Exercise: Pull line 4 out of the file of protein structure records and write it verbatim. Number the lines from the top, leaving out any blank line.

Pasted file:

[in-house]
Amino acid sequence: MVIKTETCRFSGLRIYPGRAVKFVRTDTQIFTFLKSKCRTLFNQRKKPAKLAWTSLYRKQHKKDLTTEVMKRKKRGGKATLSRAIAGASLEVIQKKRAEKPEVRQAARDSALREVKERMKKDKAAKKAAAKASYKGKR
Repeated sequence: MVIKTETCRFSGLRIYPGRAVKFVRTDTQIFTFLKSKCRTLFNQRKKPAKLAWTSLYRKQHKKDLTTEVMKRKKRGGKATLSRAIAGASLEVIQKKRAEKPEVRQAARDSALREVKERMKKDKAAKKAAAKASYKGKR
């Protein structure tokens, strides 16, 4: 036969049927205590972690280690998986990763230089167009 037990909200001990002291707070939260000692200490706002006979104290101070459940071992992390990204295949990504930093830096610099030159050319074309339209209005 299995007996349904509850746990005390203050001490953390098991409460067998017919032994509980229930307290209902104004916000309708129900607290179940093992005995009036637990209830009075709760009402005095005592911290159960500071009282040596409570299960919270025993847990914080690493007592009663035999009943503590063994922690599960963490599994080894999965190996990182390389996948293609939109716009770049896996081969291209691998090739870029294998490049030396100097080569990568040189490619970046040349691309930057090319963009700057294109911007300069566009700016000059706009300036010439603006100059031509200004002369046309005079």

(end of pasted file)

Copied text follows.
């Protein structure tokens, strides 16, 4: 036969049927205590972690280690998986990763230089167009 037990909200001990002291707070939260000692200490706002006979104290101070459940071992992390990204295949990504930093830096610099030159050319074309339209209005 299995007996349904509850746990005390203050001490953390098991409460067998017919032994509980229930307290209902104004916000309708129900607290179940093992005995009036637990209830009075709760009402005095005592911290159960500071009282040596409570299960919270025993847990914080690493007592009663035999009943503590063994922690599960963490599994080894999965190996990182390389996948293609939109716009770049896996081969291209691998090739870029294998490049030396100097080569990568040189490619970046040349691309930057090319963009700057294109911007300069566009700016000059706009300036010439603006100059031509200004002369046309005079």